Once upon a time in the ancient middle east their lived a wise and wealthy king named Solomon. His father, David, had been the first to truly unify the Hebrew tribes as a nation. He was heralded as a great social reformer and a political scourge to people vying for power positions. No one had a neutral opinion about David, he was either loved or despised.
David loved many women and when he came to die his sons rivaled violently for the crown. The young Solomon came into his inheritance: an unlikely candidate. Solomon was not the oldest, strongest, or most well maneuvered. His kingdom was established by the tearful pleas of his mother, a woman stolen out from under her murdered husband, a trusted leader in David’s military.
Solomon’s devotion was construction. His completion of the temple in Jerusalem solidified his national popularity enabling him to expand his opulent empire with taxes. The people were accustomed to giving their glad contribution to the temple construction, so they took little notice as their taxes slowly increased.
Solomon collected horses, foreign idols, women, and exotic animals. He was considered a great benefactor to entrepreneurship, connoisseur of the arts, and a philanthropist. Indeed, he instituted many successful social programs, and important world leaders sought his input for their own governments.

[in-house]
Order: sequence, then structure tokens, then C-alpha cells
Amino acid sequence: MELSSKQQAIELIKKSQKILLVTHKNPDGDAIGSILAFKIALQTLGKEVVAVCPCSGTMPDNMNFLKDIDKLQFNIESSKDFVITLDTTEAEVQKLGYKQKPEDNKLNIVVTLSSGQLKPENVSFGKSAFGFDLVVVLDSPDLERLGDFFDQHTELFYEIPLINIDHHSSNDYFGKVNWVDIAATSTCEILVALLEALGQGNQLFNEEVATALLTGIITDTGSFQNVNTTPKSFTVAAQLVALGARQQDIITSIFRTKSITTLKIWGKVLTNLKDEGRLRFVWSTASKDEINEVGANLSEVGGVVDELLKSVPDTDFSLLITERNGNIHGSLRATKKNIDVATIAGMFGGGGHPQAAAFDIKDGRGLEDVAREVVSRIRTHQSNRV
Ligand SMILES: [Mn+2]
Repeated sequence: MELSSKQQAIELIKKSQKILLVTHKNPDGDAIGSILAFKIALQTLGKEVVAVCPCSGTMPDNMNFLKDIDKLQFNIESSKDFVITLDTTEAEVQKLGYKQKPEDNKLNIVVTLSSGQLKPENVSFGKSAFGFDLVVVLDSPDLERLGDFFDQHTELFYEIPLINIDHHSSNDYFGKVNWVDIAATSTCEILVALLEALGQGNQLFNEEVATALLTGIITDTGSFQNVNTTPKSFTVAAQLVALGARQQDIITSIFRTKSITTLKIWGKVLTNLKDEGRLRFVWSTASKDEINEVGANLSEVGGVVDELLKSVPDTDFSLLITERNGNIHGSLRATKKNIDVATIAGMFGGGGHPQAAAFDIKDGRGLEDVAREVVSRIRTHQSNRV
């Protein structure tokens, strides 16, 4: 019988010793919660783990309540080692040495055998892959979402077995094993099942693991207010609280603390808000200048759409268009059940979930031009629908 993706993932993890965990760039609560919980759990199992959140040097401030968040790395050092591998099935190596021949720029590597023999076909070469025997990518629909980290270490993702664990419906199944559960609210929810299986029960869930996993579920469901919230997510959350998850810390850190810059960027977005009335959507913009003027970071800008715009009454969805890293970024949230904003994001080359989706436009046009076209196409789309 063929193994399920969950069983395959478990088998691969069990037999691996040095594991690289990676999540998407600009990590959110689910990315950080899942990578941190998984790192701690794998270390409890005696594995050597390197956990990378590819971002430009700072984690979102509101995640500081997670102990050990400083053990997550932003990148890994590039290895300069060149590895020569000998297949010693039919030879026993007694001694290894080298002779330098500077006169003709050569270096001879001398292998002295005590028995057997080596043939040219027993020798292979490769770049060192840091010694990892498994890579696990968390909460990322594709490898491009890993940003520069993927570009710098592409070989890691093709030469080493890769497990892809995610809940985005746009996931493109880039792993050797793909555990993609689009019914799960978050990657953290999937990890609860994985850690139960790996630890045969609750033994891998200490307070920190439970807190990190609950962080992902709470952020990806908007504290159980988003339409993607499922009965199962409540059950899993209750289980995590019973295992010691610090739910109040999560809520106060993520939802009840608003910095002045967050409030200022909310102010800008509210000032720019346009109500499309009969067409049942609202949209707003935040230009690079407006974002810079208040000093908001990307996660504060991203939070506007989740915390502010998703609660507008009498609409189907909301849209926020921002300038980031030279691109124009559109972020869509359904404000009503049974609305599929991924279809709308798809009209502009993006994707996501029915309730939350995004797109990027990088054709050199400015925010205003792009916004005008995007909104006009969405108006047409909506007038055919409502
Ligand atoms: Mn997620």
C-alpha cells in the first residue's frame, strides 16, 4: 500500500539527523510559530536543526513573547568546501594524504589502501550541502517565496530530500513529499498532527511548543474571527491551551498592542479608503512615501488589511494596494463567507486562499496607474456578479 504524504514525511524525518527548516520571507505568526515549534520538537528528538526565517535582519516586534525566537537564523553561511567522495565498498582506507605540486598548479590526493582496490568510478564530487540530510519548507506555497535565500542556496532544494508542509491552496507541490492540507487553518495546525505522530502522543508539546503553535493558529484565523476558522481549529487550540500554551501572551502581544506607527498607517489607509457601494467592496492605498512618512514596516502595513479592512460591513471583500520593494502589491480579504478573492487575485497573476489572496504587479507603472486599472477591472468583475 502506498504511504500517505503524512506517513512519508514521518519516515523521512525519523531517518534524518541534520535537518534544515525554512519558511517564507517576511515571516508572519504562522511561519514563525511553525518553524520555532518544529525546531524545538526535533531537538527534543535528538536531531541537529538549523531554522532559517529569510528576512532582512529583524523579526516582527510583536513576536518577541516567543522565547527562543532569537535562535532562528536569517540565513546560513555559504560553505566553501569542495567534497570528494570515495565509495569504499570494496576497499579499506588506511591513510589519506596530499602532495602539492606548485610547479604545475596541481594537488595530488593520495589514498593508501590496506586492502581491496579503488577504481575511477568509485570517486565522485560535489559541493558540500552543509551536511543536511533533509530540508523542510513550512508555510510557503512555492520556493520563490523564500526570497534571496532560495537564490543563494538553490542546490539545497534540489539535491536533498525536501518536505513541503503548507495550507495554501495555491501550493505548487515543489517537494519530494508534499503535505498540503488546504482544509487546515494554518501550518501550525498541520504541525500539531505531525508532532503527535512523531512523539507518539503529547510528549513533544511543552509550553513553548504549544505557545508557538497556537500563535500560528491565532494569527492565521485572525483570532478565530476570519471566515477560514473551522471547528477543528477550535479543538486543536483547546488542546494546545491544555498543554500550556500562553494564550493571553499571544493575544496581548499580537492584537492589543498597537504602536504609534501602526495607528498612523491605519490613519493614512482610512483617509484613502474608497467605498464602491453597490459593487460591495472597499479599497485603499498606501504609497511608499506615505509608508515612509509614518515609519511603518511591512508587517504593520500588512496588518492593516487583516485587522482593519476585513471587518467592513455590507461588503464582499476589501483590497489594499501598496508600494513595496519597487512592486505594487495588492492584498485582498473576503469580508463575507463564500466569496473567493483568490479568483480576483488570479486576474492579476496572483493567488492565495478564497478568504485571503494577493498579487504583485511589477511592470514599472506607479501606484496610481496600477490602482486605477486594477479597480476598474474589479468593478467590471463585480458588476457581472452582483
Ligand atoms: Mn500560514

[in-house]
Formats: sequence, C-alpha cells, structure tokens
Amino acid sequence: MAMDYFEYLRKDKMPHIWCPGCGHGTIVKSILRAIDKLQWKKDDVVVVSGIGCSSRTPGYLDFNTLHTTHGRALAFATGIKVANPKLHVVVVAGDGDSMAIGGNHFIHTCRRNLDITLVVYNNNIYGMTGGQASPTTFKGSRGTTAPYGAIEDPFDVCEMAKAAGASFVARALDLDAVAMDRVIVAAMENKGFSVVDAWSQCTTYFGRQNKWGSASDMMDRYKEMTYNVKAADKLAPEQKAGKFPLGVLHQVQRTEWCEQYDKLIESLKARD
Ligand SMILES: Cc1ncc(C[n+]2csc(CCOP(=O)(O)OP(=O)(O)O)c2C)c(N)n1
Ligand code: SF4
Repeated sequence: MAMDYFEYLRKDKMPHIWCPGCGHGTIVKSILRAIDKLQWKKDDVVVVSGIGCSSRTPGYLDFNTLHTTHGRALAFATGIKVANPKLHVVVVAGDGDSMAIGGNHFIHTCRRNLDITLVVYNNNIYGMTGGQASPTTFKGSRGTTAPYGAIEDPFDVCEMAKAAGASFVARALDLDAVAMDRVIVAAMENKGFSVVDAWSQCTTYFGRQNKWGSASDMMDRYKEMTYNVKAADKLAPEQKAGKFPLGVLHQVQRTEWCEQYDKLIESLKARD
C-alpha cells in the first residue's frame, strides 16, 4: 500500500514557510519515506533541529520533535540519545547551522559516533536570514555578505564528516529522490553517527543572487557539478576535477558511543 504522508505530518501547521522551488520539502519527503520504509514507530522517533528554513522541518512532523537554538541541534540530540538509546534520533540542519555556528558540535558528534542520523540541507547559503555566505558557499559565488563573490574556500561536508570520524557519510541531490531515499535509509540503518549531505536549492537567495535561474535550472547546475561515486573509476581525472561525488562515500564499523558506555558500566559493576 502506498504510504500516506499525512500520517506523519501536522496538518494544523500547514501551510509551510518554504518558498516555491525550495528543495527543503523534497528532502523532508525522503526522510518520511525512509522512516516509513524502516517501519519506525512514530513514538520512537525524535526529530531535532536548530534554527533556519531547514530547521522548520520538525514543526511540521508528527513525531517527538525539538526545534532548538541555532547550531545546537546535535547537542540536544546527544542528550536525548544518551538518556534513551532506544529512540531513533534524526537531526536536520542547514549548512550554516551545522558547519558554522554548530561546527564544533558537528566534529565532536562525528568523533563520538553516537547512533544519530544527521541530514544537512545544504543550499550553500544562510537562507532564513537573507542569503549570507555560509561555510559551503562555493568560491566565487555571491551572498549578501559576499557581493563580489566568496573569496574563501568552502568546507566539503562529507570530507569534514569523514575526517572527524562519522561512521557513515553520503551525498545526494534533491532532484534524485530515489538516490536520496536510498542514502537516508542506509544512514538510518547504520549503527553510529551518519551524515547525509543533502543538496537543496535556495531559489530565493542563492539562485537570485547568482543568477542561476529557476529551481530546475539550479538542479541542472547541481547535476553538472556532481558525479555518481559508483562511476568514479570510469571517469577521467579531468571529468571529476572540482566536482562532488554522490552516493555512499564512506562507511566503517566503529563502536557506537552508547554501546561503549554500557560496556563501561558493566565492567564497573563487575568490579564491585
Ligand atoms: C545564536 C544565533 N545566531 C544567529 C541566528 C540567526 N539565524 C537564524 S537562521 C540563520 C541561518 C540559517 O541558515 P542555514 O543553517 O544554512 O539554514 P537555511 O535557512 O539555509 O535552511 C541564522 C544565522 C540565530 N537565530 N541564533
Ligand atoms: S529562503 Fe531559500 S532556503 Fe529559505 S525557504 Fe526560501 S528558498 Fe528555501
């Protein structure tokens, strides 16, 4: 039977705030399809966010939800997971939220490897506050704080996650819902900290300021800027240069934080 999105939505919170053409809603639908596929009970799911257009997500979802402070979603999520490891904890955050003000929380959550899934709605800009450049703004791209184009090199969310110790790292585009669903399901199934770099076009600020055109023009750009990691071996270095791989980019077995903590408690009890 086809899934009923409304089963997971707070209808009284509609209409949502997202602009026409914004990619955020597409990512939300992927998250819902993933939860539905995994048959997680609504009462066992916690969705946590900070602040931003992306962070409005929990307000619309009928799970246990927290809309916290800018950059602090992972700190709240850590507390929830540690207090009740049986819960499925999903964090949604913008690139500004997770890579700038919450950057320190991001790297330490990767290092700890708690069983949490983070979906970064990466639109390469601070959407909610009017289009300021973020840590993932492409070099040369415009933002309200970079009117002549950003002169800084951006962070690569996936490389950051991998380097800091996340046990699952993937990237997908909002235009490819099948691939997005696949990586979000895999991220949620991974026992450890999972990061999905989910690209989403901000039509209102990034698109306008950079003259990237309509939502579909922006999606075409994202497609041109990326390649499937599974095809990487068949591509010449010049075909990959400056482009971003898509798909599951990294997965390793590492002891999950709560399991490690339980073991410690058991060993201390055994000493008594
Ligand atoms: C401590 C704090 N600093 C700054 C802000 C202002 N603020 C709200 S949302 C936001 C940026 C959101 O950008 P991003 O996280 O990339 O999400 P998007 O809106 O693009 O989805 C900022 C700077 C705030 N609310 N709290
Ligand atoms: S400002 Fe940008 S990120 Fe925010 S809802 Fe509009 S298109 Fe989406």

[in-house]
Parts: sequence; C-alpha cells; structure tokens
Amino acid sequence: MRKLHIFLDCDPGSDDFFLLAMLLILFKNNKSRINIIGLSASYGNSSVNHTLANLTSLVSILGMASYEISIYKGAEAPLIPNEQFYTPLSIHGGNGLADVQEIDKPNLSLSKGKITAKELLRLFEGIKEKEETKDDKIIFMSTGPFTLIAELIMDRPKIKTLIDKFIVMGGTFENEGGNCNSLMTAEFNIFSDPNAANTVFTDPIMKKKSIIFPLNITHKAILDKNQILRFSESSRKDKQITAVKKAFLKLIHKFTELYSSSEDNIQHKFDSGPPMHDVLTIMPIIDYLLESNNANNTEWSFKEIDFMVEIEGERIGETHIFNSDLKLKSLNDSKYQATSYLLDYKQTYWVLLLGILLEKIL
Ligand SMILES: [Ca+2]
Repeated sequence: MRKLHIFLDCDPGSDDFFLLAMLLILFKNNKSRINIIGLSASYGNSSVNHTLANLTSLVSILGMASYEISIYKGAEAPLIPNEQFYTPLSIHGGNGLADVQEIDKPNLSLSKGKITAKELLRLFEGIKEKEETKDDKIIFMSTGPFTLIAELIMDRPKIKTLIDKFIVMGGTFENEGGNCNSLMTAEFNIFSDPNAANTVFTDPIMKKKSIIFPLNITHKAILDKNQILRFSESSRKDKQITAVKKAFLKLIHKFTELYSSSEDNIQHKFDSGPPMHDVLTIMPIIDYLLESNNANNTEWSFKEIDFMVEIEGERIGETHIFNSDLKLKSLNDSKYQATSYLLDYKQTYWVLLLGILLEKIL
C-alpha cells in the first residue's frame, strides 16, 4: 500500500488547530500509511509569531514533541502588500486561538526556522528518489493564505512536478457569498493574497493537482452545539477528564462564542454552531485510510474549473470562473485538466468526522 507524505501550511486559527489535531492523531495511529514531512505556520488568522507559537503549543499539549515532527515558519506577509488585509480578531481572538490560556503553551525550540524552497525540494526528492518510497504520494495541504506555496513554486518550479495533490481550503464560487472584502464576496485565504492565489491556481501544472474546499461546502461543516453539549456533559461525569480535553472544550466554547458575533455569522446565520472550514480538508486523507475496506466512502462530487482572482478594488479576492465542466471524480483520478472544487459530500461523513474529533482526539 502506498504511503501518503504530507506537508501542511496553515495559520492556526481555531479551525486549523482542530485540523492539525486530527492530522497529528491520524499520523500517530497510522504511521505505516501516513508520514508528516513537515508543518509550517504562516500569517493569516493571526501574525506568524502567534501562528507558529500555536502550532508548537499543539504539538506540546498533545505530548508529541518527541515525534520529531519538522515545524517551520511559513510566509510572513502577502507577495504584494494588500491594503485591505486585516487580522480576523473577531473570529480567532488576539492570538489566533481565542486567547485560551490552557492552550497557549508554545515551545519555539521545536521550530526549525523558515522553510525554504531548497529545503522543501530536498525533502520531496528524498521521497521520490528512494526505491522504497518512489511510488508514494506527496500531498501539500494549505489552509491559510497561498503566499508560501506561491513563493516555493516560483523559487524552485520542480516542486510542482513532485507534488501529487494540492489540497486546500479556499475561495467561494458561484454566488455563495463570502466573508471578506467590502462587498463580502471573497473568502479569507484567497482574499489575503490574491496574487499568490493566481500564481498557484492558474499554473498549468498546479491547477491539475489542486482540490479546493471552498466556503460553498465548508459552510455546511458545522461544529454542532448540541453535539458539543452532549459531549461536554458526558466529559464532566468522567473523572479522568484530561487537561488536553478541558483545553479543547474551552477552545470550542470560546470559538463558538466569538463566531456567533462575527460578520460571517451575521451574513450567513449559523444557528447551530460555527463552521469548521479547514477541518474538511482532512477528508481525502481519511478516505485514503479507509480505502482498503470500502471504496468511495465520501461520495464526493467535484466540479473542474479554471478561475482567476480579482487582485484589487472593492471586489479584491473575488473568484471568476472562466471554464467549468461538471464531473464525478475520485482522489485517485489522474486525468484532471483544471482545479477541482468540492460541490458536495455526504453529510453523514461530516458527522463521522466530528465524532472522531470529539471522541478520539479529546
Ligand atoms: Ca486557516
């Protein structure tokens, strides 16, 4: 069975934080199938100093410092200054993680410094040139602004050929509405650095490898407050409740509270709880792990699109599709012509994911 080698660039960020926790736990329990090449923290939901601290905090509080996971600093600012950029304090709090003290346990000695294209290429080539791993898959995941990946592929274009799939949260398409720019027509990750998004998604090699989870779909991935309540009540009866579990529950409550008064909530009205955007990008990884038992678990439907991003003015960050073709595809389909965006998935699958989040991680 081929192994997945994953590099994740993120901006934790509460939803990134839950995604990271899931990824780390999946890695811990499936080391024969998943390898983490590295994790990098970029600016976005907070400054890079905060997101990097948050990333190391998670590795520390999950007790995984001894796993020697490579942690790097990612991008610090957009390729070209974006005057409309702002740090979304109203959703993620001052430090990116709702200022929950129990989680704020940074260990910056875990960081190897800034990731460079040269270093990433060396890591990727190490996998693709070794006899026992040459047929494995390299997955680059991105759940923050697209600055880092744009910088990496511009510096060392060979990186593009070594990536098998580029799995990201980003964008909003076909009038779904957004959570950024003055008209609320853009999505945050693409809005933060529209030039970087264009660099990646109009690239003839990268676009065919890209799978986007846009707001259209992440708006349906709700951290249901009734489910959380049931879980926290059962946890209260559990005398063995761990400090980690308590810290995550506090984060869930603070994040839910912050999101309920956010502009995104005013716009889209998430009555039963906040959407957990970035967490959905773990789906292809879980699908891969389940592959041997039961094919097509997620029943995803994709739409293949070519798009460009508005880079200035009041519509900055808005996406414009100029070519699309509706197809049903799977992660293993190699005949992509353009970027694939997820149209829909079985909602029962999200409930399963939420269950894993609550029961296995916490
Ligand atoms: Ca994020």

Solomon had success.
Little by little his collections and achievements tore the kingdom apart. As the incense burned on the idols’ pyre, his horses, animals, servants, and women multiplied while their was no end of construction work. Solomon’s house required increasingly more revenue to sustain it. Even with riches pouring in from foreign countries, the people grew weary of the burden on their income and they resented Solomon’s disrespect of their monotheistic heritage.
After Solomon’s death, his son Rehoboam, under the influence of his peer group, flaunted his intention to increase taxes and labor requirements, against the advise of his father’s counselors. The people threw rocks at Rehoboam’s foreman until he died. The working people who lived in the country succeeded from the union, rallying under a prominent construction worker named Jeroboam. A civil war began, as Judah’s metropolitan people went out to fight their rural cousins.
God intervened, telling everyone to go home. Thus the schism: Israel and Judah became separate nations until the deluging Assyrian empire swallowed up Israel and nearly drowned Judah.
Adapted from 1 Kings chapters 1 through 12